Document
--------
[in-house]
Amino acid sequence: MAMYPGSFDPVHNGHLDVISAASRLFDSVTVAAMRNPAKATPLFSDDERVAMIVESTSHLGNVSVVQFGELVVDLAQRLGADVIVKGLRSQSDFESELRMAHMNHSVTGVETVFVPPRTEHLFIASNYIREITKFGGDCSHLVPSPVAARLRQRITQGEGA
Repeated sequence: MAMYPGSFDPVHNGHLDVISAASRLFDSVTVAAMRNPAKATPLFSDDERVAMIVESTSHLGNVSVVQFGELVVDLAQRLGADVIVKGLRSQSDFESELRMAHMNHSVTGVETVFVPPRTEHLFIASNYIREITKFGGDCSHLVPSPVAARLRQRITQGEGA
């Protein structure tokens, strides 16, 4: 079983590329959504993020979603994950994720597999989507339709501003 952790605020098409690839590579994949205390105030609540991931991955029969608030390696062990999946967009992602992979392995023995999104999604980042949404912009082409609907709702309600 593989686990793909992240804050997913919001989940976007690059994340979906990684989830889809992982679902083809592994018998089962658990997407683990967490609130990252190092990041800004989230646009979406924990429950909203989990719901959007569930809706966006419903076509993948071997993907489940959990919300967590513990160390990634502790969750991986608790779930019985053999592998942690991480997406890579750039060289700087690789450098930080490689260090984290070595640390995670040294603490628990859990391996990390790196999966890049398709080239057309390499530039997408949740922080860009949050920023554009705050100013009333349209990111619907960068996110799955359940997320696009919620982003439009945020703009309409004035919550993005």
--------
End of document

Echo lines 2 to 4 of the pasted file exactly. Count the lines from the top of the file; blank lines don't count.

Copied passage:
Amino acid sequence: MAMYPGSFDPVHNGHLDVISAASRLFDSVTVAAMRNPAKATPLFSDDERVAMIVESTSHLGNVSVVQFGELVVDLAQRLGADVIVKGLRSQSDFESELRMAHMNHSVTGVETVFVPPRTEHLFIASNYIREITKFGGDCSHLVPSPVAARLRQRITQGEGA
Repeated sequence: MAMYPGSFDPVHNGHLDVISAASRLFDSVTVAAMRNPAKATPLFSDDERVAMIVESTSHLGNVSVVQFGELVVDLAQRLGADVIVKGLRSQSDFESELRMAHMNHSVTGVETVFVPPRTEHLFIASNYIREITKFGGDCSHLVPSPVAARLRQRITQGEGA
């Protein structure tokens, strides 16, 4: 079983590329959504993020979603994950994720597999989507339709501003 952790605020098409690839590579994949205390105030609540991931991955029969608030390696062990999946967009992602992979392995023995999104999604980042949404912009082409609907709702309600 593989686990793909992240804050997913919001989940976007690059994340979906990684989830889809992982679902083809592994018998089962658990997407683990967490609130990252190092990041800004989230646009979406924990429950909203989990719901959007569930809706966006419903076509993948071997993907489940959990919300967590513990160390990634502790969750991986608790779930019985053999592998942690991480997406890579750039060289700087690789450098930080490689260090984290070595640390995670040294603490628990859990391996990390790196999966890049398709080239057309390499530039997408949740922080860009949050920023554009705050100013009333349209990111619907960068996110799955359940997320696009919620982003439009945020703009309409004035919550993005």